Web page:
The College of Anaesthetists of Ireland have announced the greatest shakeup in training structure ever. Anaesthesia will now become a 6 year categorical programme with semi-automatic progression from year to year. The final year is a fellowship year in Ireland or abroad. This is an effective 2-3 year reduction in training duration.
The Western Anaesthesia Society strongly supports this initiative.
There are some potential problems on the horizon that need to be aired:
- Anaesthesia will become hyper-competitive for entry. It seems unlikely in the future that non EU medical graduates will be able to obtain places on the BST.
- There will be, by necessity a reduction in BST numbers. What happens to all of the non training positions and the NCHDs filling them? Will there be a parallel programme for non-EU medical graduates?
- Shorter training and the European Work Time Directive – will our trainees obtain sufficient experience to become consultants?
- Will it be possible to enter mid-point on the scheme – for example trainees transferring from the USA or Australia/New Zealand?
- Modular training will be essential to ensure competencies – how can this be achieved in the era of theatre closures and austerity?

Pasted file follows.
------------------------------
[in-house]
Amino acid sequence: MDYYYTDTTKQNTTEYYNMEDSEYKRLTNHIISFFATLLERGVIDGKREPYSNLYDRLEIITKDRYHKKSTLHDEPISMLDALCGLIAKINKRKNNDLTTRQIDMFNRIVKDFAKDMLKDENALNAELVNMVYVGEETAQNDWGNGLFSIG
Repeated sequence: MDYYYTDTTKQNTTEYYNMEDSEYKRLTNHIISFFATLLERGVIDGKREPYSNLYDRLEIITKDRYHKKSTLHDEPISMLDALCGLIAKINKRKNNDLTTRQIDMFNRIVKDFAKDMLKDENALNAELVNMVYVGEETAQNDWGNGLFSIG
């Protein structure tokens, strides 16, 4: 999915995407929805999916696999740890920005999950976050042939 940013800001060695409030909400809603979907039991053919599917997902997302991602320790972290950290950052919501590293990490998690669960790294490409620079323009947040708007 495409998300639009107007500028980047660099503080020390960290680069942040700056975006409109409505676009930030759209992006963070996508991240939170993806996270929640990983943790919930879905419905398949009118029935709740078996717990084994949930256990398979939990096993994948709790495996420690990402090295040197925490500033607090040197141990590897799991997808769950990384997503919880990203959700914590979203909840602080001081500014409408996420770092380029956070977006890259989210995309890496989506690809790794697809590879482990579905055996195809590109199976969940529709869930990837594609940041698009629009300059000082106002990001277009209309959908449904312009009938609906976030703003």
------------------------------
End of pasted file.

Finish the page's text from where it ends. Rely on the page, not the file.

- Clearly shorter training means less time spent in community hospitals. How are these institutions going to cope with fewer NCHDs in the future? Is the College responsible for this?
- What about MD and Phd programs – wherefore academic anesthesia?
- It is time to reel back the academic and administrative day that the senior SPRs may or may not utilize effectively.
- Most importantly – what about the service gap? Fewer trainees in shorter programmes is very attractive on the surface if you are a trainee. But there are dozens of maternity wards and ICUs across the country that need nocturnal anaesthesia cover. Who is going to provide this – now that 50% of NCHD positions are no longer “training” (in reality categorical) posts. Further, as non EU graduates are unlikely to be able to access training posts, why would they come to Ireland to fill non training positions? WIll our trainees, constrained by numbers and by EWTD, find themselves working more frequently at night in low impact positions: in other words – an hour at night does not equal an hour during the day in terms of training and experience. This is a problem.